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A CurtainUp Review
The Receptionist

Terrible things happen when we're too trusting. — Beverly
Jayne Houdishell (Photo: Joan Marcus )
Jayne Houdyshell just gets better and better. In The Receptionist, her first starring role, she plays an endearingly funny character on the order of her show stealing role as Lisa Kron's mother in Well. But there's another side to the cheery receptionst she plays in this world premiere by Adam Bock, and it's heartstoppingly chilling. You see, Bock has taken his last play Thugs, also set in an office, and moved it into Rod Serling territory.

As with any mystery, there are clues scattered here there and everywhere to help you figure out what this is all about, but unlike a traditional mystery, don't expect Houdyshell's Beverly Wilkins to turn into a detective who does a recap of what you've seen as she ties everything into a neat conclusion. This is not a modern day Jane Marple story, but Jayne Houdyshell via Beverly Wilkins in the twilight zone.

Given the genre of Bock's first play at an uptown theater, I've probably already said more than I should without risking accusations of "Spoilsport." So, trust me when I say, pay close attention and by the time Bock winds things up after a mere seventy minutes, all the somewhat ambiguous remarks will make sense; that applies even to Robert Foxworth's opening remarks about fishing which seems to have wandered in from some other play.

Of course I won't be spoiling things if I add some more rave comments about Ms. Houdyshell's performance. Seated at her command post — set designer David Korin's amusingly over-furnished desk, complete with a coffee maker as well as the work-related accouterments. The desk dominates a file-filled office known only as "Northeast office" and Houdyshell deftly navigates incoming calls in between more personal conversations with daughter Janey, a friend named Cheryl Lynn and her husband Bob who's as enamored of teacup collecting as she is. Whether she's steering a caller to someone's voice mail or cleaning her computer screen she keeps you riveted to her every look and gesture. She is a priceless a comic character wrapped in her own little world and hardly someone who would utter warnings like "terrible things happen when we're too trusting." But watch for little warning signs that she's more than the sort of workplace drone in front of whom people can talk about serious matters as if she were deaf or not there.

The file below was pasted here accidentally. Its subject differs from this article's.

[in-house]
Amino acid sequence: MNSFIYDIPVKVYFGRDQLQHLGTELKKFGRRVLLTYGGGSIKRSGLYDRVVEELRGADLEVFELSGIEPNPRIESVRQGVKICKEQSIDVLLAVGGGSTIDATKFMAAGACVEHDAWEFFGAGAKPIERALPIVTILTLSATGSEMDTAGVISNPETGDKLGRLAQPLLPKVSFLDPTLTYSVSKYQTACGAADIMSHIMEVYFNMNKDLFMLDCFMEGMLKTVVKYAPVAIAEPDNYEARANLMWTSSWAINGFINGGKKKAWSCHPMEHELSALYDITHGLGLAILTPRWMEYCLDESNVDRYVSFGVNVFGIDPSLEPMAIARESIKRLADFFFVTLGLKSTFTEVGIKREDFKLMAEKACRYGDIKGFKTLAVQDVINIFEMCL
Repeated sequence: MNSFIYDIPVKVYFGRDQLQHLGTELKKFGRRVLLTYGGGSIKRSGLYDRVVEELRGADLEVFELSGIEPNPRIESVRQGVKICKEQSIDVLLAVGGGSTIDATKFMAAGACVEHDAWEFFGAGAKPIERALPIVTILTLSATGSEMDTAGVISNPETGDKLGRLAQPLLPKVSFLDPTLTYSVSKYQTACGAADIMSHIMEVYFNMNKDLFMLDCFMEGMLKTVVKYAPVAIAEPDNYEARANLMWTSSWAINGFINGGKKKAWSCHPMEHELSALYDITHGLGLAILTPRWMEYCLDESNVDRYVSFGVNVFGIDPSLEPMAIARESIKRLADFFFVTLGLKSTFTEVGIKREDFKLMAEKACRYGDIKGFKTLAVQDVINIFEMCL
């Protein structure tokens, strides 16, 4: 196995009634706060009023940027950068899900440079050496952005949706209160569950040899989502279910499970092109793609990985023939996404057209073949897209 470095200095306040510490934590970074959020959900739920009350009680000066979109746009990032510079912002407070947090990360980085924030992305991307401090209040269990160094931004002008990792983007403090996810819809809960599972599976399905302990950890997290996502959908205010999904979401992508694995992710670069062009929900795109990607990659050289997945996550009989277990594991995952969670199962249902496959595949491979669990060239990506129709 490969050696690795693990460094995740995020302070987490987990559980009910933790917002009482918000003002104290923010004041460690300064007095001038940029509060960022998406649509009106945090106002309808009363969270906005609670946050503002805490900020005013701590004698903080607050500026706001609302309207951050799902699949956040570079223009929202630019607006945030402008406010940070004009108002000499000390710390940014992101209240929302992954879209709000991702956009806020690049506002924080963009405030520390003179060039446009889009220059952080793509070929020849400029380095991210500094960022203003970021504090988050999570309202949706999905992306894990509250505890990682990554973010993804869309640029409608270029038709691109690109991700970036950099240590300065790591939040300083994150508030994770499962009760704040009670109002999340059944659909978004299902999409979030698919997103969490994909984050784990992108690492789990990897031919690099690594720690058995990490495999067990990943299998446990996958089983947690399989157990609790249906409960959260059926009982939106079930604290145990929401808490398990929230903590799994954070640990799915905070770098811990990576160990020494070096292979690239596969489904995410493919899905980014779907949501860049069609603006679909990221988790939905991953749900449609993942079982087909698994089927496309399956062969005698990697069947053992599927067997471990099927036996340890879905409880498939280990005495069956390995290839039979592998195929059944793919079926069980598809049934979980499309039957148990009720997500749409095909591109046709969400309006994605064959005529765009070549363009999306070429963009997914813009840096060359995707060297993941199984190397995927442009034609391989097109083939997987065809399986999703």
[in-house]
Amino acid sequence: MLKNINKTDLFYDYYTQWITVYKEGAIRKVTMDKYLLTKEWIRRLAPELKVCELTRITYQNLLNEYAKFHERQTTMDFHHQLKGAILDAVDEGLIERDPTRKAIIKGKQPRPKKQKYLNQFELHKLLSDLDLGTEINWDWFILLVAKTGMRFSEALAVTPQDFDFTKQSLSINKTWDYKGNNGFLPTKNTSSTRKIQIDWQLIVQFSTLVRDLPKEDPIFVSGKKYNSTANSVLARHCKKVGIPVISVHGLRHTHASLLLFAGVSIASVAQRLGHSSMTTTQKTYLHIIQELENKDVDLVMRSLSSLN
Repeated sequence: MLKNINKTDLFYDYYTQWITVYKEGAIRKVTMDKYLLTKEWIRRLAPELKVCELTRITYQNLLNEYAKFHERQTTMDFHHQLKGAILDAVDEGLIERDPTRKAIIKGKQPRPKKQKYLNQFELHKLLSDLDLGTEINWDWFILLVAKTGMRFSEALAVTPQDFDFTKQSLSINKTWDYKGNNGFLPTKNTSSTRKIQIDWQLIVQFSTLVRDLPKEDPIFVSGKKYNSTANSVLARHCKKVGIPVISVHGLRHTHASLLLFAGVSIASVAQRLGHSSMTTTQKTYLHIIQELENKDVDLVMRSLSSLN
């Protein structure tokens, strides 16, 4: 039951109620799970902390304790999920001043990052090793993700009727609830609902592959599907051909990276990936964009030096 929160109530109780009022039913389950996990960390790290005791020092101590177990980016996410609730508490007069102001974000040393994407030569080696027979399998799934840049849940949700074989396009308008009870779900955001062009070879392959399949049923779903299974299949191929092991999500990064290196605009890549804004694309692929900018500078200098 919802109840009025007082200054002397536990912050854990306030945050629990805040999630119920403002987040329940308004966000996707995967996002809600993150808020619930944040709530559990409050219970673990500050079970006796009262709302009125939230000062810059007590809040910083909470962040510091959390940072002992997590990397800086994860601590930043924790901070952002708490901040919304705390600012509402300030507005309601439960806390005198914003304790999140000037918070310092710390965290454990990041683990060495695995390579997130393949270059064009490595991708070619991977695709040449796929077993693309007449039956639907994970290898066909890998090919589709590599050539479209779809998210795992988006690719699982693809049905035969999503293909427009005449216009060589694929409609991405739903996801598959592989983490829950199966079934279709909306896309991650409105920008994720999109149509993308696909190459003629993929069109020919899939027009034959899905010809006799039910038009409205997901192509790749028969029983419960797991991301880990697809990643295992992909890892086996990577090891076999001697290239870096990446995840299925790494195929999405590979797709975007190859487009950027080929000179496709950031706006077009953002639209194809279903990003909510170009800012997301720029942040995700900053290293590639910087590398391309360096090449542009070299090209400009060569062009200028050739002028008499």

Director Joe Mantello skillfully oversees the proceedings. Kendra Kassebaum who plays a love-starved, ditzy blonde named Lorraine Taylor with a panache to match Houdyshell. Also excellent are Robert Foxworth as Mr. Raymond, the head of the office who delivers that puzzling opening monologue and Josh Charles as the friendly, flirty Mr. Dart from the Central office.

While Mr. Bock has a knack for writing dialogue that is seemingly about nothing, enigma wrapped in what seems to be a go-nowhere play à la Seinfeld but is of course very much about something. As already stated, I'll leave it to you to figure out what that something is about and also to decide whether it's fiction or an all too real faction that, thanks to the stellar cast and well paced direction, is worth seeing.

Links to ther Adam Bock plays reviewed at Curtainup
The Thugs/Bock Five Flights
Typographer's Dream

Playwright: Adam Bock
Directed Manhattan Threatre Club, 131 W. 55th St. Stage 1 (212) 581-1212
World premiere by directed by Joe Mantello
Cast: Josh Charles (Mr. Dart), Robert Foxworth (Mr. Raymond),Jayne Houdyshell (Beverly Wilkins), Kendra Kassebaum (Lorraine Taylor).
Sets: David Korins
Costumes: Jane Greenwood
Lighting: Brian McDevitt
Sound: Darron L. West
From 10/12/07; opening 10/30/07. Closing 12/16/07--extended to 12/30/07.
Tuesday - Saturday at 8:00 p.m.; Wednesday, Saturday and Sunday at 2:00 p.m.; Sunday at 7 p.m.
Tickets are $75.
Reviewed by Elyse Sommer on November 1, 2007

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